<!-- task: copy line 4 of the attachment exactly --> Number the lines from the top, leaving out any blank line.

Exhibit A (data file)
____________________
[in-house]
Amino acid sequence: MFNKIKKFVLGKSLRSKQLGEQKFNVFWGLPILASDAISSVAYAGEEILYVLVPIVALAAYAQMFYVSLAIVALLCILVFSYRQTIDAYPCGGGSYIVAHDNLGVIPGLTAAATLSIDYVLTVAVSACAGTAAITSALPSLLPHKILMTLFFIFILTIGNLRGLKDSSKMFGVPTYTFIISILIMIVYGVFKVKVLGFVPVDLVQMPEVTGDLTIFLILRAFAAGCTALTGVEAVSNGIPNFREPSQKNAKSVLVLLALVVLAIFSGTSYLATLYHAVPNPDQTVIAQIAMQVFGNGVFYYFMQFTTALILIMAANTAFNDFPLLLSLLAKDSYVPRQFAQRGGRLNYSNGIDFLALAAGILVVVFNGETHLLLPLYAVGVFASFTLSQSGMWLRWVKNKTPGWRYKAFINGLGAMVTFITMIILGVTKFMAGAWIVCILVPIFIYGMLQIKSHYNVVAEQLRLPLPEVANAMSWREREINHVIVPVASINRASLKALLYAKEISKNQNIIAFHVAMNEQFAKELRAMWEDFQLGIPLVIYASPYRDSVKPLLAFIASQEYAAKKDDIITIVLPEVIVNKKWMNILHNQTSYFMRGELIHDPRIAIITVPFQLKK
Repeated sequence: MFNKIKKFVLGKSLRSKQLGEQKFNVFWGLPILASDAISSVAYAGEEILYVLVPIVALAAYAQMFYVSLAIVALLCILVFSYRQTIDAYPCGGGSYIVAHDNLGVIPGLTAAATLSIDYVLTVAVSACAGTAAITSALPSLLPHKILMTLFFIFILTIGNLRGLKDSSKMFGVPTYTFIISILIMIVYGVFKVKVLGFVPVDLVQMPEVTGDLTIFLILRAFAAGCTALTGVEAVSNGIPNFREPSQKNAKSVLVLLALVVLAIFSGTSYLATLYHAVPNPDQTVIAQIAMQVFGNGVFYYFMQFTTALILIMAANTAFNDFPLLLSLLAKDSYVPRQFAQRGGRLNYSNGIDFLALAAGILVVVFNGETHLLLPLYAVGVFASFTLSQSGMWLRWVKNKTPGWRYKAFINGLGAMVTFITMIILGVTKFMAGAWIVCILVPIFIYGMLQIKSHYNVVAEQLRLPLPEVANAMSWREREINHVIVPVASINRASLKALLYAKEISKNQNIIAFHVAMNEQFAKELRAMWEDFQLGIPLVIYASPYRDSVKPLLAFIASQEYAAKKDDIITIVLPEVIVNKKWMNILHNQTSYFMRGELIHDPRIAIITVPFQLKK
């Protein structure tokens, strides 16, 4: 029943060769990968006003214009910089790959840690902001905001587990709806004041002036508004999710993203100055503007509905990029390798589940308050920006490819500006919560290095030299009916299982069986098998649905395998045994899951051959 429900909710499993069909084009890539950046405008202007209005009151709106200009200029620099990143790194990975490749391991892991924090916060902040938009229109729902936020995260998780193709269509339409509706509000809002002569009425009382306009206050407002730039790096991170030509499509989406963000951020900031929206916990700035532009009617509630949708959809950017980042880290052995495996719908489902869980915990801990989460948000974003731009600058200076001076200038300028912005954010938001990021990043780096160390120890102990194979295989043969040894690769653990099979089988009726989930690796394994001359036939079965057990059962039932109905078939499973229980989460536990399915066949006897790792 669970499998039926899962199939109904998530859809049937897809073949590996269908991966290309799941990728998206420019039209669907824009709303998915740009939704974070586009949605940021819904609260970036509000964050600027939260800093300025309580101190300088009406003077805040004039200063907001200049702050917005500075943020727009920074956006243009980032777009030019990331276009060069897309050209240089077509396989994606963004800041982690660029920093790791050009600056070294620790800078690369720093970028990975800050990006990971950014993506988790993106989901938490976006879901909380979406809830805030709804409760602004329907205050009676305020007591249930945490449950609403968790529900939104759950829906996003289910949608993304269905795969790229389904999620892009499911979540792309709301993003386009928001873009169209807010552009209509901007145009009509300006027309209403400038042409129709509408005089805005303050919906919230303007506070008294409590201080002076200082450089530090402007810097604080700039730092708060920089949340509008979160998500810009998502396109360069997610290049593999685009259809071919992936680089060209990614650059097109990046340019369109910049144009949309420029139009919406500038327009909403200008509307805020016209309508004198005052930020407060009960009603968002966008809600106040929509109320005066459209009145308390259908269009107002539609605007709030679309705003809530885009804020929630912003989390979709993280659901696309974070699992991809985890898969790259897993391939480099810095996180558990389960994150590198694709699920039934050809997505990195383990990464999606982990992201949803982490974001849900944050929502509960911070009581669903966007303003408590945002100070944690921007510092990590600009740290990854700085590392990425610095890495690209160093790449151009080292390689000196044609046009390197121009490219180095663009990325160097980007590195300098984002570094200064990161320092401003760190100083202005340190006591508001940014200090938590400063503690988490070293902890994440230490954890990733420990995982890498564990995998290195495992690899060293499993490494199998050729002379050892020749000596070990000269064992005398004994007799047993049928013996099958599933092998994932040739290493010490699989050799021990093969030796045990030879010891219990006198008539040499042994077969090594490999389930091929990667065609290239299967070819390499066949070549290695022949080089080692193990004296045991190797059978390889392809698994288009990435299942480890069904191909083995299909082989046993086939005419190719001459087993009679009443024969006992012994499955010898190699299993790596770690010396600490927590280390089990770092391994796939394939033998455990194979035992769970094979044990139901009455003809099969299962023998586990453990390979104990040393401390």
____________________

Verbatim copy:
């Protein structure tokens, strides 16, 4: 029943060769990968006003214009910089790959840690902001905001587990709806004041002036508004999710993203100055503007509905990029390798589940308050920006490819500006919560290095030299009916299982069986098998649905395998045994899951051959 429900909710499993069909084009890539950046405008202007209005009151709106200009200029620099990143790194990975490749391991892991924090916060902040938009229109729902936020995260998780193709269509339409509706509000809002002569009425009382306009206050407002730039790096991170030509499509989406963000951020900031929206916990700035532009009617509630949708959809950017980042880290052995495996719908489902869980915990801990989460948000974003731009600058200076001076200038300028912005954010938001990021990043780096160390120890102990194979295989043969040894690769653990099979089988009726989930690796394994001359036939079965057990059962039932109905078939499973229980989460536990399915066949006897790792 669970499998039926899962199939109904998530859809049937897809073949590996269908991966290309799941990728998206420019039209669907824009709303998915740009939704974070586009949605940021819904609260970036509000964050600027939260800093300025309580101190300088009406003077805040004039200063907001200049702050917005500075943020727009920074956006243009980032777009030019990331276009060069897309050209240089077509396989994606963004800041982690660029920093790791050009600056070294620790800078690369720093970028990975800050990006990971950014993506988790993106989901938490976006879901909380979406809830805030709804409760602004329907205050009676305020007591249930945490449950609403968790529900939104759950829906996003289910949608993304269905795969790229389904999620892009499911979540792309709301993003386009928001873009169209807010552009209509901007145009009509300006027309209403400038042409129709509408005089805005303050919906919230303007506070008294409590201080002076200082450089530090402007810097604080700039730092708060920089949340509008979160998500810009998502396109360069997610290049593999685009259809071919992936680089060209990614650059097109990046340019369109910049144009949309420029139009919406500038327009909403200008509307805020016209309508004198005052930020407060009960009603968002966008809600106040929509109320005066459209009145308390259908269009107002539609605007709030679309705003809530885009804020929630912003989390979709993280659901696309974070699992991809985890898969790259897993391939480099810095996180558990389960994150590198694709699920039934050809997505990195383990990464999606982990992201949803982490974001849900944050929502509960911070009581669903966007303003408590945002100070944690921007510092990590600009740290990854700085590392990425610095890495690209160093790449151009080292390689000196044609046009390197121009490219180095663009990325160097980007590195300098984002570094200064990161320092401003760190100083202005340190006591508001940014200090938590400063503690988490070293902890994440230490954890990733420990995982890498564990995998290195495992690899060293499993490494199998050729002379050892020749000596070990000269064992005398004994007799047993049928013996099958599933092998994932040739290493010490699989050799021990093969030796045990030879010891219990006198008539040499042994077969090594490999389930091929990667065609290239299967070819390499066949070549290695022949080089080692193990004296045991190797059978390889392809698994288009990435299942480890069904191909083995299909082989046993086939005419190719001459087993009679009443024969006992012994499955010898190699299993790596770690010396600490927590280390089990770092391994796939394939033998455990194979035992769970094979044990139901009455003809099969299962023998586990453990390979104990040393401390």